In one practical embodiment, the photocathode 12 is at -1750 volts, the anode and focusing cone 13 is at +1000 volts, the input electrode 15 of the microchannel plate 14 is at +900 volts and its output electrode 16 is at reference ground, and the output screen 17 is at +6000 volts. In portable image intensifier these voltages are supplied by an internal power supply having a three volt DC power source in the form of two size AA dry cell batteries. This battery voltage is stepped up in the internal power supply to provide the different voltages for the various electrodes of the image intensifier.

In accordance with the present invention, a variable density optical filter 18 is located immediately in front of the transparent end wall 19 of the image intensifier tube just ahead of the photocathode 12. The variable density filter 18 preferably is of known design, such as either of the two different embodiments shown in FIGS. 2 and 3.

In FIG. 2 the filter 18 is a thin circular disc comprised of four sectors extending in succession circumferentially 90 degrees each. These are a zero neutral density filter sector 40, a 1.0 neutral density sector 41, a 1.5 neutral density sector 42, and a 3.0 neutral density sector 43. The filter disc is rotatively indexed by a filter driver in the form of a D.C. stepping motor 44 through any suitable drive arrangement, shown schematically by the dashed line 45. FIG. 2 shows the filter disc in the rotative or angular position in which its 1.0 neutral density sector 41 covers the end wall 19 of the image intensifer tube, in the path of incident light to the photocathode 12 of the image intensifier. The filter disc may be rotated to put its 1.5 neutral density sector 42 or its 3.0 neutral density sector 43 or its zero neutral density sector 40 in front of the end wall 19 of the image intensifer.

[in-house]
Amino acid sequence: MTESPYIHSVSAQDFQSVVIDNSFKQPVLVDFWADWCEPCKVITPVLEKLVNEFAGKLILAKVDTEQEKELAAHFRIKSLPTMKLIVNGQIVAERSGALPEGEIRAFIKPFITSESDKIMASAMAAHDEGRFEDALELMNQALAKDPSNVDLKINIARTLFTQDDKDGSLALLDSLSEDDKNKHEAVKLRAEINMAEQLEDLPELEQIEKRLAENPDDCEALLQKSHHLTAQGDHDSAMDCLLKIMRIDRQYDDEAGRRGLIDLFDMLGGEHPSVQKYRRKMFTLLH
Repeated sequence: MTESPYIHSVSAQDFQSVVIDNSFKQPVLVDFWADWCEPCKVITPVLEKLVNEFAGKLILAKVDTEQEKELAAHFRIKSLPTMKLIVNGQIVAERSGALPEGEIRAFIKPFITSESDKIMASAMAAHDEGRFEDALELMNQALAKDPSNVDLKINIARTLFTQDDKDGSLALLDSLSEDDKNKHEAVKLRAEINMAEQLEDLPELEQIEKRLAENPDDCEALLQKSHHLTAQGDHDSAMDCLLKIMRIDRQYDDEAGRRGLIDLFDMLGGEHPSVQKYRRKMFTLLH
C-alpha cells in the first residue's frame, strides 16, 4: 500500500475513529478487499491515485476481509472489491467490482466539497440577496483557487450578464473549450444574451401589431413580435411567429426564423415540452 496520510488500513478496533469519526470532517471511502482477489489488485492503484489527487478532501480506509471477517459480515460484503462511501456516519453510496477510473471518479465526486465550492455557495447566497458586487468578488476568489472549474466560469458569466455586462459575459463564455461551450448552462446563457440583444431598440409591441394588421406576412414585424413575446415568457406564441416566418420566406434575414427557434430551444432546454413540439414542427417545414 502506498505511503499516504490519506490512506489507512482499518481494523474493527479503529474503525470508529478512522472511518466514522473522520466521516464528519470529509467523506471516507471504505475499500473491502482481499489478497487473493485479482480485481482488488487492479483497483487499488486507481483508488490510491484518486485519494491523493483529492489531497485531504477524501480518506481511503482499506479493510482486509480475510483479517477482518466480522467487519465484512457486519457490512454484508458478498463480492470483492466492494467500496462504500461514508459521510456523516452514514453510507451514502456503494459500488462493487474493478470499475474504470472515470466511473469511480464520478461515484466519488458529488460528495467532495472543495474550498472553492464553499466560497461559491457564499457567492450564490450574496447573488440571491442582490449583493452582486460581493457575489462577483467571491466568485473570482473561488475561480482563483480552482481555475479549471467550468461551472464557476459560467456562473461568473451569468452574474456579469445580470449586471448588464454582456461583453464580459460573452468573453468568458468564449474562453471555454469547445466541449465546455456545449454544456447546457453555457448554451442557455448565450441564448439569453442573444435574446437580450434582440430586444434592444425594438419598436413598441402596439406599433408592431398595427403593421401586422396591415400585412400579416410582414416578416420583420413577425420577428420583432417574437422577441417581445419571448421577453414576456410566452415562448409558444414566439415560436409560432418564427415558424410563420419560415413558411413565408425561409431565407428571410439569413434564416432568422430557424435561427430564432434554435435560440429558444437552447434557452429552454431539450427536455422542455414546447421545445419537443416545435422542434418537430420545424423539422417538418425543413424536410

In FIG. 3 the variable density filter has two flat filter panels 50 and 51, one directly behind the other, which are shifted laterally in opposite directions to provide various total densities. Filter panel 50 presents in succession, from left to right, a zero neutral density filter 52, a 0.5 neutral density filter 53, a 1.0 neutral density filter 54, and a 1.5 neutral density filter 55. Filter panel 51 presents in succession from right to left a zero neutral density filter 56, a 0.5 neutral density filter 57, a 1.0 neutral density filter 58, and a 1.5 neutral density filter 59.

The panels are driven in any suitable fashion from a filter driver in the form of a stepping motor such that the following different registrations take place in different positions of the filter panels:

(1) the zero neutral density filters 52 and 56 register with each other directly in front of the transparent end wall 19 of the image intensifier tube 11, providing a total filter density of zero;

(2) the 0.5 neutral density filters 53 and 57 register with each other in front of end wall 19, providing a total filter density of 1.0;

(3) the 1.0 neutral density filters 54 and 58 register with each other in front of end wall 19, providing a total filter density of 2.0;

(4) the 1.5 neutral density filters 55 and 59 register with each other in front of end wall 19, providing a total filter density of 3.0.

Thus, this filter assembly can provide selectively no light filtering or any one of three different filter densities.

Referring to FIG. 1, the variable density filter is shown schematically at 18 and the filter driver, comprising the stepping motor and the drive which couples it mechanically to the variable density filter, is shown schematically at 20. The conventional internal power supply for the image intensifier is shown schematically at 21. This power supply has a three volt battery not shown.